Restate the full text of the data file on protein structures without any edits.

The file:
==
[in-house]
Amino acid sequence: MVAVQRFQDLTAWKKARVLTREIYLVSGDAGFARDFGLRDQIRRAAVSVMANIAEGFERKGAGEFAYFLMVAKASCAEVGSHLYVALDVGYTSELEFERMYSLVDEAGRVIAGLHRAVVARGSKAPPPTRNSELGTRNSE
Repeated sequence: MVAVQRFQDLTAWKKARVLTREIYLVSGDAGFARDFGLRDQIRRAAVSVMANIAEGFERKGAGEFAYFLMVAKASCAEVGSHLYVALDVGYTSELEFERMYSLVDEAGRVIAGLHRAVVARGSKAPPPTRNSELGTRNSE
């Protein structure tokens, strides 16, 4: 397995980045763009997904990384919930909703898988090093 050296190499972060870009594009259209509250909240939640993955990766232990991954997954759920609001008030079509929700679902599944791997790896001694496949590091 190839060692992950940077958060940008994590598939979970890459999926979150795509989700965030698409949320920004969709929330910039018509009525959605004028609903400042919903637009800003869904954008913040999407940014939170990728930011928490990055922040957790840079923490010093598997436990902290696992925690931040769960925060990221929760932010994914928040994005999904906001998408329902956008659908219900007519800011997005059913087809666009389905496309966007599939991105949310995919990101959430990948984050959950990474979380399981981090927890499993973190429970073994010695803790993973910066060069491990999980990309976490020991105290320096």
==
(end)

[in-house]
Amino acid sequence: MVAVQRFQDLTAWKKARVLTREIYLVSGDAGFARDFGLRDQIRRAAVSVMANIAEGFERKGAGEFAYFLMVAKASCAEVGSHLYVALDVGYTSELEFERMYSLVDEAGRVIAGLHRAVVARGSKAPPPTRNSELGTRNSE
Repeated sequence: MVAVQRFQDLTAWKKARVLTREIYLVSGDAGFARDFGLRDQIRRAAVSVMANIAEGFERKGAGEFAYFLMVAKASCAEVGSHLYVALDVGYTSELEFERMYSLVDEAGRVIAGLHRAVVARGSKAPPPTRNSELGTRNSE
């Protein structure tokens, strides 16, 4: 397995980045763009997904990384919930909703898988090093 050296190499972060870009594009259209509250909240939640993955990766232990991954997954759920609001008030079509929700679902599944791997790896001694496949590091 190839060692992950940077958060940008994590598939979970890459999926979150795509989700965030698409949320920004969709929330910039018509009525959605004028609903400042919903637009800003869904954008913040999407940014939170990728930011928490990055922040957790840079923490010093598997436990902290696992925690931040769960925060990221929760932010994914928040994005999904906001998408329902956008659908219900007519800011997005059913087809666009389905496309966007599939991105949310995919990101959430990948984050959950990474979380399981981090927890499993973190429970073994010695803790993973910066060069491990999980990309976490020991105290320096």